Todd Ziebarth

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Each year, we rank states on how their charter school laws align to our model law.
Model Law Report Graphic
Read our 2017 State Legislative Highlights for a full of this historic year for public charter school policy across the country.
2017 State Legislative Highlights
The 2017 rankings reflect new provisions regarding flexibility, accountability, and equity and the steps many states took in 2016 to strengthen their laws and foster a landscape of high-quality charter schools.
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2016 State Legislative Session Highlights for Charter Public Schools summarizes this years state legislative activity across the country, organized into the following categories: no-law states, authorizing and accountability, funding and facilities, and other issues
2016 State Legislative Highlights
In this revised version of the National Alliance's model charter school law, the policies outlined would increase the focus of state-level charter school laws on creating high-quality charter schools while holding underperforming schools and authorizers accountable.
A new model law 2
This report compares state laws over time based on 20 essential components focused on creating and supporting high-quality charter schools.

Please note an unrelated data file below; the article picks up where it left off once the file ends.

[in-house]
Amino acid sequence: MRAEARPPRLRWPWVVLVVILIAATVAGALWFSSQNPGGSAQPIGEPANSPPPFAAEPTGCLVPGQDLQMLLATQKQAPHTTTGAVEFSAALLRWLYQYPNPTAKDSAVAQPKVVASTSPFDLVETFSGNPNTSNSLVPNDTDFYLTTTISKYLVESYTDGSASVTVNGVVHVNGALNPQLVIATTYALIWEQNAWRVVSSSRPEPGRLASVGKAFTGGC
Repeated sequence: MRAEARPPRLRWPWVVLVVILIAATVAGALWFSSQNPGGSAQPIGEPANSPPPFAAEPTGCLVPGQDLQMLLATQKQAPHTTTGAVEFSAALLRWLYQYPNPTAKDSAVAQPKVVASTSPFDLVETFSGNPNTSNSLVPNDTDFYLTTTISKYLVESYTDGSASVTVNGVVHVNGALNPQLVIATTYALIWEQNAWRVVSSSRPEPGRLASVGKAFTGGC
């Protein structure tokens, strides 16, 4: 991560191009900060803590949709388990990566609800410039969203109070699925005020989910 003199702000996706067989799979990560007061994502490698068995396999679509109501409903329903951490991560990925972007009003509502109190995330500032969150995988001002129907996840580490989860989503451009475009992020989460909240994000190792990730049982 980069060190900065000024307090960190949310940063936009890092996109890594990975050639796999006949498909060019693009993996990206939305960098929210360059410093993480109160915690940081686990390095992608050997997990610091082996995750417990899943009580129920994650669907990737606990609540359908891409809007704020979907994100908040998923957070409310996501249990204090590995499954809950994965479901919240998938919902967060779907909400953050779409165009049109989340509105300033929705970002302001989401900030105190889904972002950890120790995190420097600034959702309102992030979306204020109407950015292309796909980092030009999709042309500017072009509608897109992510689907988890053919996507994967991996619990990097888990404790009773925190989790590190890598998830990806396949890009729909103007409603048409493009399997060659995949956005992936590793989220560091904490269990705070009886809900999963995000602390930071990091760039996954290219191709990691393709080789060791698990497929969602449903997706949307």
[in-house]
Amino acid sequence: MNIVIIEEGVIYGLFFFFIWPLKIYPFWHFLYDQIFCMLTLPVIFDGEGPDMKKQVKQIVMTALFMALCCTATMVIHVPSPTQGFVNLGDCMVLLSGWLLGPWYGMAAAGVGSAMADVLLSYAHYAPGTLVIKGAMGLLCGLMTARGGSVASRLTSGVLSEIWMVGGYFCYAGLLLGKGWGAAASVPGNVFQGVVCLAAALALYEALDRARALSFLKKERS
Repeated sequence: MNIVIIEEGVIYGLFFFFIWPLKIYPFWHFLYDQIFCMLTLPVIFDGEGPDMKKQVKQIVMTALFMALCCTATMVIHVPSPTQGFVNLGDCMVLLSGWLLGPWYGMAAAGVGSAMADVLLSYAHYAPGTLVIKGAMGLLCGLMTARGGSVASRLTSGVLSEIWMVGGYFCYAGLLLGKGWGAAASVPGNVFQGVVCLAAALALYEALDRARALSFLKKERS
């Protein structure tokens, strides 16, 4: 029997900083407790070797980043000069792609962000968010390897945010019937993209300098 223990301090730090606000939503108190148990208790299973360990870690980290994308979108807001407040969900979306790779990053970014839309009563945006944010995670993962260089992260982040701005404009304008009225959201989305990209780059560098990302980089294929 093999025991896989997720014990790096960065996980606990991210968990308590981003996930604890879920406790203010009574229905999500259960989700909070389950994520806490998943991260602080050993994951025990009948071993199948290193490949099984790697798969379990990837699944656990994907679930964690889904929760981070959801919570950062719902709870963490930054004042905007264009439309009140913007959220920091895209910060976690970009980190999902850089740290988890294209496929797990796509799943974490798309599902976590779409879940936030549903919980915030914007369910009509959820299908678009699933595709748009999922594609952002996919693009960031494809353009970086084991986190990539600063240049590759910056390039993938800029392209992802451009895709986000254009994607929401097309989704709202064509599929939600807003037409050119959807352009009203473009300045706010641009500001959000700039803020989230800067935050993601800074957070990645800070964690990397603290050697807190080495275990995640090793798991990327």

Assessing the Increasing Strength of Charter School Laws
This report measures movement growth, innovation, and quality, while this year doubling the number of quality measures we looked at in our first edition.
2015 has proved to be another successful year for public charter school legislation across the country.
2015 State Legislative Highlights
This state policy snapshot provides an overview of automatic closure policies in the 15 states that have such laws in 2015, which is an increase of four states since we last released this snapshot in 2014.
Automatic Closure of Low-Performing Public Charter Schools
The purpose of this report is to sync ratings from the multiple rankings reports to reflect changes in policy, not changes to our scoring rubrics and clarifications about existing policies.
Assessing the Increasing Strength of Charter Laws